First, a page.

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Cochrane Database of Systematic Reviews: Plain Language Summaries [Internet]. Chichester, UK: John Wiley & Sons, Ltd; 2003-.

Cochrane Database of Systematic Reviews: Plain Language Summaries.

Helium‐oxygen (heliox) treatment for croup in children

This version published: 2014; Review content assessed as up-to-date: November 12, 2013.

Plain language summary

Croup is an acute illness commonly seen in children up to six years of age but mostly by the age of two. It is triggered by viral infections causing upper airway obstruction with varying degrees of respiratory distress. Mostly, it is mild and transient and resolves with supportive care. Croup is characterised by a barking cough, hoarseness, varying degrees of inspiratory stridor (abnormal breathing sound) and chest wall retractions and is usually preceded by one to three days of upper respiratory tract infection symptoms. The peak croup seasons are autumn and winter but can occur at any time.

Corticosteroids are an accepted treatment for moderate to severe croup, supplemented in more severe cases by nebulised epinephrine and oxygen. Epinephrine is often effective and safe but can have undesired effects (such as increased heart rate and anxiety). Corticosteroids improve croup symptoms but it takes time for their full effect to be achieved. In the meantime the child remains at risk of deterioration. This may rarely result in the development of respiratory failure, which may require emergency intubation and ventilation. Therefore, finding a safe and effective treatment to bridge the gap between the administration and effectiveness of the corticosteroids is important for clinical practice.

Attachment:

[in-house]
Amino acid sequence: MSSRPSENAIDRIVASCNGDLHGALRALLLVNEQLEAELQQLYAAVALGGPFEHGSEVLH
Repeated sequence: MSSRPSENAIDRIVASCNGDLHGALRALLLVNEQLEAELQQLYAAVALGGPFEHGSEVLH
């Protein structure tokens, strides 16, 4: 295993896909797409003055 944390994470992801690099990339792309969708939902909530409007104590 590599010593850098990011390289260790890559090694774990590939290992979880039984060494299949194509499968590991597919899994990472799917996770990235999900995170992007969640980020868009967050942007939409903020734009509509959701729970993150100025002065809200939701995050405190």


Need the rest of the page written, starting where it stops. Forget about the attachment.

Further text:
Some studies have shown a benefit of using heliox in children with croup. Heliox, a gas with lower density than air or oxygen, is believed to reduce the resistance to gas flow in narrowed upper airways, potentially improving symptoms and signs of respiratory distress. This review found three randomised controlled trials (RCTs) assessing the effect of heliox in 91 children with croup. Heliox did not appear to be more effective than administration of 30% oxygen in children with mild croup. In children with moderate to severe croup who had been administered oral or intramuscular corticosteroids, heliox appeared to be at least as effective as continuous 100% oxygen with one to two doses of nebulised racaemic epinephrine (adrenaline as a fine spray) in one study. It was slightly more effective than no treatment in another study. There were no adverse effects or outcomes reported. The included trials were small and had a number of methodological limitations. Further methodologically well‐designed RCTs with more participants are needed to further assess the role of heliox in managing children with moderate to severe croup. The evidence is current to November 2013.

Abstract

Background: Croup is thought to be triggered by a viral infection and is characterised by respiratory distress due to upper airway inflammation and swelling of the subglottic mucosa in children. Mostly it is mild and transient and resolves with supportive care. In moderate to severe cases, treatment with corticosteroids and nebulised epinephrine (adrenaline) is required. Corticosteroids improve symptoms but it takes time for a full effect to be achieved. In the interim, the child is at risk of further deterioration. This may rarely result in respiratory failure necessitating emergency intubation and ventilation. Nebulised epinephrine may result in dose‐related adverse effects including tachycardia, arrhythmias and hypertension and its benefit may be short‐lived. Helium‐oxygen (heliox) inhalation has shown therapeutic benefit in initial treatment of acute respiratory syncytial virus (RSV) bronchiolitis and may prevent morbidity and mortality in ventilated neonates. Heliox has been used during emergency transport of children with severe croup and anecdotal evidence suggests that heliox relieves respiratory distress.